The 9th saw Grant Axe Rawlinson and Mat Howe take centre-stage and go head to head around Fort Canning. Top stuff, no records but a massive session. It was a session recorded by ESPN-Star Sports for Axe’s Video Blog – http://www.espnstar.com/media-player/ (click on “other sports” and then “hit squad” and look for “Axe for Everest”.

The session on the 16th was cancelled due to rain…….

Last night we had 5 Ufitters, Gavin Kramer and Lydia Daly on debut and regular Runners Diana Fox, David Hug and Hetul Patel. Excellent efforts all round, particularly so for David who achieved his best ever Total Elapsed Time and the 5th best ever TET! David also grabbed a share of 3rd place on Top Times for Hill St Blues, well done mate!

Here are the times from last night plus the 9th and click here for Top Times

09.11.10 Stairway to Heaving Axe 0:01:36 Mat H 0:01:36 Main Street Axe 0:03:42 Mat H 0:03:48 No Picnic at Raffles Axe 0:01:43 Mat H 0:01:46 Hill St Blues Axe 0:03:11 Mat H 0:03:17 The Hexing Vex Axe 0:02:11 Mat H 0:02:14 Big Monsta Axe 0:06:48 Mat H 0:06:52

23.11.10 Stairway to Heaving David H 0:01:28 Gavin 0:01:30 Hetul 0:01:30 Lydia 0:01:55 Diana 0:02:12 Main Steet David H 0:03:05 Gavin 0:03:15 Hetul 0:03:40 Lydia 0:03:58 Diana 0:04:42 No Picnic at Raffles David H 0:01:36 Gavin 0:01:38 Hetul 0:01:54 Lydia 0:02:03 Diana 0:02:17 Hill St Blues David H 0:02:39 Gavin 0:02:47 Hetul 0:03:49 Lydia 0:04:07 Diana 0:04:29 The Hexing Vex David H 0:01:58 Gavin 0:02:07 Hetul 0:02:20 Lydia 0:02:20 Diana 0:03:04 Big Monsta David H 0:04:39 Gavin 0:05:05 Lydia 0:07:11 Diana 0:07:29 Hetul dns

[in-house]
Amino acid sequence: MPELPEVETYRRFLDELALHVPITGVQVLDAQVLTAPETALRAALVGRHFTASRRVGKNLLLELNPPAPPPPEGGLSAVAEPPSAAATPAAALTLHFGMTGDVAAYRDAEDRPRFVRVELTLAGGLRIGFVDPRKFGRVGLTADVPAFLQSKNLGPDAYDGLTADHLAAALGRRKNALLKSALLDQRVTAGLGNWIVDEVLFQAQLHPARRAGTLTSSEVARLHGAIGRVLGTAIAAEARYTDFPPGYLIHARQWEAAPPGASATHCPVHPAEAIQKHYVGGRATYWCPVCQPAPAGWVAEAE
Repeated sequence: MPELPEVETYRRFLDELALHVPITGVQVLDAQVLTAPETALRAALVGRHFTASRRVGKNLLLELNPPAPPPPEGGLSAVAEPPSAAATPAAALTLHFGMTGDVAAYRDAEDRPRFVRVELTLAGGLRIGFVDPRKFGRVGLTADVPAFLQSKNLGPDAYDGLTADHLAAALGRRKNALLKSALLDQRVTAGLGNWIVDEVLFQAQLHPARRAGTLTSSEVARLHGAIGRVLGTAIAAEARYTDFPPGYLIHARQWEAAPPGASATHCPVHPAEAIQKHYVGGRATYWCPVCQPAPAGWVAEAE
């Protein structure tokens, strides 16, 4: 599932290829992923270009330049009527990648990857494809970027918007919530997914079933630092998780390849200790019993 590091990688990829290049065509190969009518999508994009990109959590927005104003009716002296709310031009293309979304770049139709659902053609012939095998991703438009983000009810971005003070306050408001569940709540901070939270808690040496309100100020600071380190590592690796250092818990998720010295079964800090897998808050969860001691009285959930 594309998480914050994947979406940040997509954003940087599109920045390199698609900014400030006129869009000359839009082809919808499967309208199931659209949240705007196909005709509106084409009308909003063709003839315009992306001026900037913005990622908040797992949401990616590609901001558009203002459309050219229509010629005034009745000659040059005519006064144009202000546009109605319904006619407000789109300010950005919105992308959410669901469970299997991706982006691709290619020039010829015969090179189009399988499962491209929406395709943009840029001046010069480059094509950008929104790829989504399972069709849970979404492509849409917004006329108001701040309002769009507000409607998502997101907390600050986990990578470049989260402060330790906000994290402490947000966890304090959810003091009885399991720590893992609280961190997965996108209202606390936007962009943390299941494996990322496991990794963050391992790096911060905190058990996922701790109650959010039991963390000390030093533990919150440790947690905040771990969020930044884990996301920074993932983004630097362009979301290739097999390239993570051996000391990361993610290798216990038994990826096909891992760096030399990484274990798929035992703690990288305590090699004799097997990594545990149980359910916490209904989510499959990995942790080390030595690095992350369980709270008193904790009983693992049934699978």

UFIT Black and Blue Promo Video

A recent BnB was attended by Devon Wong and his brother Cliff. They have kindly produced this video, thank you guys!! –

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Muscle imbalances, injuries….

Muscle imbalances are very common. Sometimes they’re very easy to spot for instance check out this Facebook Page dedicated to Rafael Nadal’s arms and how much bigger his left arm is to his right (he is a left-hander, of course). I’ll put the picture here as well –

In this photo it’s clear his left forearm is particularly larger than the right. This is a worry for him as his shirts won’t button around his wrists correctly and people will start referring to him as tennis’ “elephant man”. They will.